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Sunday, October 25, 2020
From the Bureau of Justice Statistics: one third of violent defendants, 33%, were charged with domestic violence.[i] If 10,000 acts of violent felonies are committed in the U.S. next month, 3,333 will happen in the home. That’s what ‘domestic’ means, people who live with each other, doing such violent things to each other, it’s a felony.
How many of these violent encounters end in death? Homicide? How many aren’t felonies by law, but are psychologically and emotionally damaging? How can we be so rough and cruel with our own families? Why?
We open spaces in ourselves to welcome others. We enter the space they open to us. Theologian Miroslav Volf calls this ‘embrace.’ I call it living out Jesus’ most important commandments: we love the Lord our God with all heart, soul, mind, and strength; and, we love our neighbors as ourselves.
Jesus shows us this way of living and loving in his parable of the Prodigal Son. A man had two sons. The younger asked for all the property he would inherit upon his father’s death. When his father unexpectedly granted this insensitive request, the young man left his home and life behind. He squandered all that he had and then, when he was starving because of famine, he came crawling back, offering to serve as a worker on his father’s land.
Demonstrating grace and deep love, this unpredictable father ran to meet his wayward child and held a great feast to celebrate his return home. This is embrace. At this point, we remember the man had two sons. The older son was not happy.
He was living a life of domestic violence. It was not felonious. He didn’t kill his brother or father. As far as we can tell, he didn’t even bully his younger brother or disrespect his father. He points out that all his life he has obeyed the father. So, what wrong did the older brother do? While managing the father’s business shrewdly, and remaining a hard-working, dutiful, he ignored his father’s top value: a relationship of mutual delight between father and son. The older brother has attempted to kill this relationship: death by a lifetime of neglect.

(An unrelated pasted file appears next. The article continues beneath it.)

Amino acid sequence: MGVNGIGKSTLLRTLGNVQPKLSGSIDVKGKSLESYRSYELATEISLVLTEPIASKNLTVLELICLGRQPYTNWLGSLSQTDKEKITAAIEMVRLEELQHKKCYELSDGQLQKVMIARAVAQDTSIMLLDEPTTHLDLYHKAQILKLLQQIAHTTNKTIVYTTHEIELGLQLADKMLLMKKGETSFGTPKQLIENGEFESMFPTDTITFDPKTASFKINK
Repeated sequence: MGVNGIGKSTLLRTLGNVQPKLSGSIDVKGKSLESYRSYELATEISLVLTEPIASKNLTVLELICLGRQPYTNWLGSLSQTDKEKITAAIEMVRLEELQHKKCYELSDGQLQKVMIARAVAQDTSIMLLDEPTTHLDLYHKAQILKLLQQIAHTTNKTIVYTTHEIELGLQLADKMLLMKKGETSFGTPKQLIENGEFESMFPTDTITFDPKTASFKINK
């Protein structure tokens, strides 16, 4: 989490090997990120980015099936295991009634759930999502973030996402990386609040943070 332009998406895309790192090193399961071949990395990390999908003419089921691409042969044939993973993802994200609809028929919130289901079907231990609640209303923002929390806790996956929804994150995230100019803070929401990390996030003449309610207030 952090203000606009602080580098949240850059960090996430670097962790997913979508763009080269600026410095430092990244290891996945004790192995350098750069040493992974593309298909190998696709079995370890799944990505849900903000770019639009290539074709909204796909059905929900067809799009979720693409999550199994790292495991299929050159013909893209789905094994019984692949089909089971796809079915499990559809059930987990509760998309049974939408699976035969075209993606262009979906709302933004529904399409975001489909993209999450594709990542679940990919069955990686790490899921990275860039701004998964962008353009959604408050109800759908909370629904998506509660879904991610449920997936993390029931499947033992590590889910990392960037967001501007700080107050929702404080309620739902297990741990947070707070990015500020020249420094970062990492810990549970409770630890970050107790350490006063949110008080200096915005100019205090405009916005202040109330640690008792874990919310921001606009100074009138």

Wait! Am I claiming that the older brother is as guilty as the younger? The younger declared the father dead, turned his back on his identity, left home in scandalous fashion, and then squandered everything by living recklessly. The older brother lived the right way. He just didn’t have a close relationship with the father. Is that as bad as the scandal? From Jesus’ standpoint, yes, it is.
He imagines love much deeper than just getting along with a neighbor. The United States and Canada get along. North Carolina and Virginia get along. My neighbors and I get along. God loves us with a go-the-extra-mile, die-on-the-cross-for-you kind of love. It’s one thing to say ‘we didn’t kill each other.’ Jesus wants to see us delight in one another. Instead of tolerating each other, Jesus invites us to long for embracing one another.
Is Christian living simply paying taxes, helping the poor, exercising good environmental stewardship, avoiding abortions, and waiting until you’re married to have sex? All are Biblically-motivated decisions, but to really walk in the way of Jesus, we have to embrace each other. This love is displayed in the father’s welcome to his lost son. Compare the attitudes of the older brother and the attitude of the father.
Start with location. A party was going on in the house. The older son was out in the field. He’s the #2 man in a family operation large enough to have servants (plural). He should know what’s going on. No party should start until he is present. Yet somehow, he and his father had settled into this uneasy distance. He was always, metaphorically out in the field. When a party started, he was the last one to know.
Consider priority. Maybe this elder son had become a numbers cruncher committed to growing the business, all work and no play. What matters more than the bottom-line? Nothing! If that’s who he is, how did it happen? His father runs around hugging and kissing and throwing parties spontaneously. How did the older brother come to see life so differently than his joyful, spontaneous, partying father?
Location; priorities; now note the pronouns. The servant tells the older brother, “Your brother has come home.” Having completely written this brother off, the older brother is filled with resentment. Father’s throwing a party for this loser? The older brother stays outside, boiling with anger.